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dc.contributor.authorGorsline, James
dc.date.accessioned2017-09-25T20:23:45Z
dc.date.available2017-09-25T20:23:45Z
dc.date.created2017-05
dc.date.issued2017-05
dc.identifier.urihttp://hdl.handle.net/123456789/5448
dc.description.abstractGlobal populations and urban environments are continually expanding and as a result, environmental issues are arising with increasing commonality. Global temperatures are rising, causing widespread ecological issues as well as human health and safety concerns. Increasing human activity in urban areas causes a phenomenon known as ‘urban heat islands’ (UHI). UHIs are pockets of increased temperatures due to human activity and the nature of urban building materials to absorb and slowly disperse UV and IR radiation. To combat the effects of UHIs, cities employ the help of vegetation due to its natural cooling effect through shading and transpiration. Singapore was chosen as the subject of this study for their demographic as a densely populated & urbanized island, and their warm climate combined with a commitment to preserving natural biodiversity by integrating native vegetation into their cityscapes. The aim of this study is to assess the ability of vegetation to regulate the climate of its surrounding environment. Areas with high levels of canopy green cover are expected to exhibit lower diurnal temperatures than sites with low green cover. Statistical analysis revealed that the presence of green cover did not significantly impact daily temperature, though sites with high green cover did experience a smaller range of temperatures, which suggests that green cover may play a larger role in long term climate regulation than purely diurnal temperature reduction.en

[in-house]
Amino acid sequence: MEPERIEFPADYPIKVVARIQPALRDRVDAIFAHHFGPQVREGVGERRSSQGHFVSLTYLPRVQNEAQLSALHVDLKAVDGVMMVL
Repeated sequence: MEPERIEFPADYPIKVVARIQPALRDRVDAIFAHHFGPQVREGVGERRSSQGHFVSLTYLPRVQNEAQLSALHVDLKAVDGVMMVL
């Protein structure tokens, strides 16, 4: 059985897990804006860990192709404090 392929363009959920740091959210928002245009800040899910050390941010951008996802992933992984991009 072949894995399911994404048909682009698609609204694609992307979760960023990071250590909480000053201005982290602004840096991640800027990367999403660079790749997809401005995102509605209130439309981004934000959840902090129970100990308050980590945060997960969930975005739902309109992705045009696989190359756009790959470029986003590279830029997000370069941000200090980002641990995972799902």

dc.language.isoen_USen
dc.subjecturban vegetationen
dc.subjectSingaporeen
dc.subjectcoolingen
dc.titleCooling Potential of Urban Vegetation: A Singapore Case Studyen
dc.typeThesisen


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